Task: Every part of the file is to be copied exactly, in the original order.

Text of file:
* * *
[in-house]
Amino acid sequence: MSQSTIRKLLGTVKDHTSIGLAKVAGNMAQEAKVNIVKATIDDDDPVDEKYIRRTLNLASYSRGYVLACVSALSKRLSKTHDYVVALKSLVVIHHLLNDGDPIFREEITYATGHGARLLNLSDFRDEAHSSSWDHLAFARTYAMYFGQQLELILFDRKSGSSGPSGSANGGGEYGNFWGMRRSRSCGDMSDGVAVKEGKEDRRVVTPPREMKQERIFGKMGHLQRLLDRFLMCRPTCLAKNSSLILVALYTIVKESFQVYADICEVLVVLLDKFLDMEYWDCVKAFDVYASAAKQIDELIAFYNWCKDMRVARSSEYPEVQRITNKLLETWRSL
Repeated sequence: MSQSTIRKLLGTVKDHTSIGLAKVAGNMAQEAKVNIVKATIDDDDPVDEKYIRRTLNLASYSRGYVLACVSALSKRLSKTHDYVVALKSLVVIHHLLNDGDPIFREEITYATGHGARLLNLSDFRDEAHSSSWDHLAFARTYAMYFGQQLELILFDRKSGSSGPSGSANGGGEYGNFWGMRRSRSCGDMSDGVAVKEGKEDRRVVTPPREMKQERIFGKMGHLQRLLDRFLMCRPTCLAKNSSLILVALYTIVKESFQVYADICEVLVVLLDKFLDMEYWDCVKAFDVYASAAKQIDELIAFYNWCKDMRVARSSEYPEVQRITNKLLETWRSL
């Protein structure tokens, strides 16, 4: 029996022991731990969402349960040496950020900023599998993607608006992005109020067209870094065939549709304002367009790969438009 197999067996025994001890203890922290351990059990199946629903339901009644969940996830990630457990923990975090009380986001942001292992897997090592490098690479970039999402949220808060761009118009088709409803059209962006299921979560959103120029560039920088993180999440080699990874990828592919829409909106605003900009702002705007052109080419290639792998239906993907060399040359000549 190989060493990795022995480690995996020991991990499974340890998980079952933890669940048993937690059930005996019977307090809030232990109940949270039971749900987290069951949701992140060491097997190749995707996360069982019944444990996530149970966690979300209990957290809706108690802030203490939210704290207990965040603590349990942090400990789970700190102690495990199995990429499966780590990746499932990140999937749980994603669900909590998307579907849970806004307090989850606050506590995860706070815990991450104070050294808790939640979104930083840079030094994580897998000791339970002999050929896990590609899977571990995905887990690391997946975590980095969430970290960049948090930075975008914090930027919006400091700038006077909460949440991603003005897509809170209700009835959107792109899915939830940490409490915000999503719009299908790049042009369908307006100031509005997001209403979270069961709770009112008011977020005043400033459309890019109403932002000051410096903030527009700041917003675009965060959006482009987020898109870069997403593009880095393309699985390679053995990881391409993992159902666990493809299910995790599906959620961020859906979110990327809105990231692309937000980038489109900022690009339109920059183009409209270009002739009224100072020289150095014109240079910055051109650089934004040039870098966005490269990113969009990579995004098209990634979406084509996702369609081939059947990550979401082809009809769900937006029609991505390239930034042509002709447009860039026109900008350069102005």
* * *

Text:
[in-house]
Amino acid sequence: MSQSTIRKLLGTVKDHTSIGLAKVAGNMAQEAKVNIVKATIDDDDPVDEKYIRRTLNLASYSRGYVLACVSALSKRLSKTHDYVVALKSLVVIHHLLNDGDPIFREEITYATGHGARLLNLSDFRDEAHSSSWDHLAFARTYAMYFGQQLELILFDRKSGSSGPSGSANGGGEYGNFWGMRRSRSCGDMSDGVAVKEGKEDRRVVTPPREMKQERIFGKMGHLQRLLDRFLMCRPTCLAKNSSLILVALYTIVKESFQVYADICEVLVVLLDKFLDMEYWDCVKAFDVYASAAKQIDELIAFYNWCKDMRVARSSEYPEVQRITNKLLETWRSL
Repeated sequence: MSQSTIRKLLGTVKDHTSIGLAKVAGNMAQEAKVNIVKATIDDDDPVDEKYIRRTLNLASYSRGYVLACVSALSKRLSKTHDYVVALKSLVVIHHLLNDGDPIFREEITYATGHGARLLNLSDFRDEAHSSSWDHLAFARTYAMYFGQQLELILFDRKSGSSGPSGSANGGGEYGNFWGMRRSRSCGDMSDGVAVKEGKEDRRVVTPPREMKQERIFGKMGHLQRLLDRFLMCRPTCLAKNSSLILVALYTIVKESFQVYADICEVLVVLLDKFLDMEYWDCVKAFDVYASAAKQIDELIAFYNWCKDMRVARSSEYPEVQRITNKLLETWRSL
């Protein structure tokens, strides 16, 4: 029996022991731990969402349960040496950020900023599998993607608006992005109020067209870094065939549709304002367009790969438009 197999067996025994001890203890922290351990059990199946629903339901009644969940996830990630457990923990975090009380986001942001292992897997090592490098690479970039999402949220808060761009118009088709409803059209962006299921979560959103120029560039920088993180999440080699990874990828592919829409909106605003900009702002705007052109080419290639792998239906993907060399040359000549 190989060493990795022995480690995996020991991990499974340890998980079952933890669940048993937690059930005996019977307090809030232990109940949270039971749900987290069951949701992140060491097997190749995707996360069982019944444990996530149970966690979300209990957290809706108690802030203490939210704290207990965040603590349990942090400990789970700190102690495990199995990429499966780590990746499932990140999937749980994603669900909590998307579907849970806004307090989850606050506590995860706070815990991450104070050294808790939640979104930083840079030094994580897998000791339970002999050929896990590609899977571990995905887990690391997946975590980095969430970290960049948090930075975008914090930027919006400091700038006077909460949440991603003005897509809170209700009835959107792109899915939830940490409490915000999503719009299908790049042009369908307006100031509005997001209403979270069961709770009112008011977020005043400033459309890019109403932002000051410096903030527009700041917003675009965060959006482009987020898109870069997403593009880095393309699985390679053995990881391409993992159902666990493809299910995790599906959620961020859906979110990327809105990231692309937000980038489109900022690009339109920059183009409209270009002739009224100072020289150095014109240079910055051109650089934004040039870098966005490269990113969009990579995004098209990634979406084509996702369609081939059947990550979401082809009809769900937006029609991505390239930034042509002709447009860039026109900008350069102005």